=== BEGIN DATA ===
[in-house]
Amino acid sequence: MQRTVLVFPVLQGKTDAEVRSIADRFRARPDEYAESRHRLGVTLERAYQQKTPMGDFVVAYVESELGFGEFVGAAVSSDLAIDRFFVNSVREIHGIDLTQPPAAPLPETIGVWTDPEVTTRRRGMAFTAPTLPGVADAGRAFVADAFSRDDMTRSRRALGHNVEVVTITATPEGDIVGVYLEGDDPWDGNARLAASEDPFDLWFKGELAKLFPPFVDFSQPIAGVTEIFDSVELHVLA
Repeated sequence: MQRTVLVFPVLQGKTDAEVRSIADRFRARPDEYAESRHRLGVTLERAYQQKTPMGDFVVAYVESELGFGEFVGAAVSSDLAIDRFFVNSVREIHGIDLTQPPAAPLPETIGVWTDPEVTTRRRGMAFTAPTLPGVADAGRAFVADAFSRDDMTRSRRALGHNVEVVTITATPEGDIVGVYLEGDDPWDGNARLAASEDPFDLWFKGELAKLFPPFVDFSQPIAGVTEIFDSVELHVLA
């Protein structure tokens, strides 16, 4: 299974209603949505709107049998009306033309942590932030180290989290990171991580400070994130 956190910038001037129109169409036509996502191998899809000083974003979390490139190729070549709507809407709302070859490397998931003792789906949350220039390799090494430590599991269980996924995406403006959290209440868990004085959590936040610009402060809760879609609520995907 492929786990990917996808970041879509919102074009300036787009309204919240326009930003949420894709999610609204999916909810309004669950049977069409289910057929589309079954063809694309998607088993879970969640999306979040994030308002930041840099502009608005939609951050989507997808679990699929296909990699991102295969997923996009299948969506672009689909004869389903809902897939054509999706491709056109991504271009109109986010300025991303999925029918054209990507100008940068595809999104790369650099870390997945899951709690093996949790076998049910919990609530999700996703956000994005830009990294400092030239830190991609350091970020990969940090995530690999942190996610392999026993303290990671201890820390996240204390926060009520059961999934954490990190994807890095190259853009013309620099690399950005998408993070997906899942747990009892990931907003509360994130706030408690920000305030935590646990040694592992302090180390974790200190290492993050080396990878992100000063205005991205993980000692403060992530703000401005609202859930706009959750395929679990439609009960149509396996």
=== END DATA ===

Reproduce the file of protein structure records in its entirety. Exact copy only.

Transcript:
[in-house]
Amino acid sequence: MQRTVLVFPVLQGKTDAEVRSIADRFRARPDEYAESRHRLGVTLERAYQQKTPMGDFVVAYVESELGFGEFVGAAVSSDLAIDRFFVNSVREIHGIDLTQPPAAPLPETIGVWTDPEVTTRRRGMAFTAPTLPGVADAGRAFVADAFSRDDMTRSRRALGHNVEVVTITATPEGDIVGVYLEGDDPWDGNARLAASEDPFDLWFKGELAKLFPPFVDFSQPIAGVTEIFDSVELHVLA
Repeated sequence: MQRTVLVFPVLQGKTDAEVRSIADRFRARPDEYAESRHRLGVTLERAYQQKTPMGDFVVAYVESELGFGEFVGAAVSSDLAIDRFFVNSVREIHGIDLTQPPAAPLPETIGVWTDPEVTTRRRGMAFTAPTLPGVADAGRAFVADAFSRDDMTRSRRALGHNVEVVTITATPEGDIVGVYLEGDDPWDGNARLAASEDPFDLWFKGELAKLFPPFVDFSQPIAGVTEIFDSVELHVLA
């Protein structure tokens, strides 16, 4: 299974209603949505709107049998009306033309942590932030180290989290990171991580400070994130 956190910038001037129109169409036509996502191998899809000083974003979390490139190729070549709507809407709302070859490397998931003792789906949350220039390799090494430590599991269980996924995406403006959290209440868990004085959590936040610009402060809760879609609520995907 492929786990990917996808970041879509919102074009300036787009309204919240326009930003949420894709999610609204999916909810309004669950049977069409289910057929589309079954063809694309998607088993879970969640999306979040994030308002930041840099502009608005939609951050989507997808679990699929296909990699991102295969997923996009299948969506672009689909004869389903809902897939054509999706491709056109991504271009109109986010300025991303999925029918054209990507100008940068595809999104790369650099870390997945899951709690093996949790076998049910919990609530999700996703956000994005830009990294400092030239830190991609350091970020990969940090995530690999942190996610392999026993303290990671201890820390996240204390926060009520059961999934954490990190994807890095190259853009013309620099690399950005998408993070997906899942747990009892990931907003509360994130706030408690920000305030935590646990040694592992302090180390974790200190290492993050080396990878992100000063205005991205993980000692403060992530703000401005609202859930706009959750395929679990439609009960149509396996």